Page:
Trey Kovacs is a policy analyst focusing on labor issues for the Competitive Enterprise Institute, a Washington, D.C., think tank. He spoke to the Trib regarding problems businesses are encountering after the National Labor Relations Board recently changed joint employer regulations.
Q: Why did the NLRB change this regulation and what's been the effect?
A: Under the reworked joint employer standards, a business and its contractor or franchisee can be held jointly responsible for labor violations and collective bargaining. What happened was that last year in (a decision involving) Browning-Ferris (Industries), (the NLRB) changed what was a bright-line rule of one company exercising direct control over another company and they would both share joint employer liability.
In the Browning-Ferris case, they changed that definition to include indirect control or possessing unexercised potential control over another workforce condition, such as hiring, supervision and wages. Unfortunately, since that decision the NLRB hasn't issued any guidance to explain what indirect control means. So it really creates a vast amount of uncertainty for employers to know what kind of business relationships they're allowed to have to escape this joint employer liability.
Q: Why was the change made?
A: The NLRB wanted to change the standard because it basically wants larger businesses to be found liable for labor violations of smaller businesses. (The NLRB) says business has changed and the use of contracting and temporary staffing agencies and franchising is a way for big companies to escape liability.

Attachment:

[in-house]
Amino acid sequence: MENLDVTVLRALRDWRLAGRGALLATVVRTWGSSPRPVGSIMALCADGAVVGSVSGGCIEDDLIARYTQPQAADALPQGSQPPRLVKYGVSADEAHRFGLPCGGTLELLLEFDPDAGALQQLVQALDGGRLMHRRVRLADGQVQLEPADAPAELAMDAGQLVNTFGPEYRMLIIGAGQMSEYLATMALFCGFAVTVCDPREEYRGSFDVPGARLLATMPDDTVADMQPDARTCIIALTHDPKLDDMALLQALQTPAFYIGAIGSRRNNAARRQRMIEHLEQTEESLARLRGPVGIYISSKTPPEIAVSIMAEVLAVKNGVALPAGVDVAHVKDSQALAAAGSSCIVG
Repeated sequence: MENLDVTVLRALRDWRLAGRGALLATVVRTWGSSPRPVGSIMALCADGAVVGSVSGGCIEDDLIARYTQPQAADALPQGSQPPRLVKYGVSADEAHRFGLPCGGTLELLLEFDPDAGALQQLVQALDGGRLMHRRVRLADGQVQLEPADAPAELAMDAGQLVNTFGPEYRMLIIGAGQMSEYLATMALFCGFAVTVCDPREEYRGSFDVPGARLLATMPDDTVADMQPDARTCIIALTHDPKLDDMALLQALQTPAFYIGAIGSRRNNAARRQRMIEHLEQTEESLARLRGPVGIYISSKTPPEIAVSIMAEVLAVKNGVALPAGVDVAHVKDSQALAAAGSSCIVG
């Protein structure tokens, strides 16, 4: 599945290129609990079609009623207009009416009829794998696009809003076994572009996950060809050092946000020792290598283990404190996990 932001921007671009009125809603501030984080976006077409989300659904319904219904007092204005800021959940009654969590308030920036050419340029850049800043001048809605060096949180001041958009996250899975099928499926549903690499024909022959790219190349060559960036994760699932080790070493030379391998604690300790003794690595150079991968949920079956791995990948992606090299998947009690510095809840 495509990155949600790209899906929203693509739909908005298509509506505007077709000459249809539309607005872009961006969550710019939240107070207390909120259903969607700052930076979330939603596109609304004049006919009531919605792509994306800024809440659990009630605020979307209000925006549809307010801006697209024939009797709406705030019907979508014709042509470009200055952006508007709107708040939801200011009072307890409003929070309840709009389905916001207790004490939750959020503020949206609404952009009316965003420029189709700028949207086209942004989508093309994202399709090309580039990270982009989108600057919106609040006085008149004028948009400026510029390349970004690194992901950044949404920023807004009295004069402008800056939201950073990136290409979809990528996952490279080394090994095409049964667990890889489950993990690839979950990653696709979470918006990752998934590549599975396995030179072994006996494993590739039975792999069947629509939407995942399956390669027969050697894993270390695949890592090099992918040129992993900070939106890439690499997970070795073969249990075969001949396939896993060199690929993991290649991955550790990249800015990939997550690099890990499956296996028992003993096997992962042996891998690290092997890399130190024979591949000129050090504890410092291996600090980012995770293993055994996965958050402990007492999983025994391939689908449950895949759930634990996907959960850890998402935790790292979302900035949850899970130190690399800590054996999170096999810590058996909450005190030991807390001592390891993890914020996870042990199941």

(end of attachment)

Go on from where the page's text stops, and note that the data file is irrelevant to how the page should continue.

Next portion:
Q: Is the change also damaging to small businesses because it might make larger businesses less inclined to work with them?
A: Yes, absolutely. If you think businesses are too big now, they're going to get even bigger. Instead of outsourcing noncore functions, whether it's the receptionist, accounting or whatever, they're going to bring those back in-house. That's going to give fewer opportunities to entrepreneurs in small businesses to strike out on their own.
Q: Is this something that can be reversed by a new presidential administration?
A: Whoever holds the executive office gets to appoint a majority of (NLRB) members. So basically all that would need to happen would be a case to come before the NLRB under a Republican administration and this new joint employer standard could be overturned. But that's a lot of what's wrong with labor laws — they flip-flop depending on the party in charge and that creates immense amounts of uncertainty.
The joint employer standard was a 30-year precedent that had worked well for all parties. You know big businesses that wanted to focus on whatever their core functions were could do that and contract out things that they weren't as concerned with to other companies, which allowed small businesses to thrive and create jobs. There was no basis for overturning this rule other than to make it more difficult for businesses to have relationships with each other.
Read the full article at Trib Live.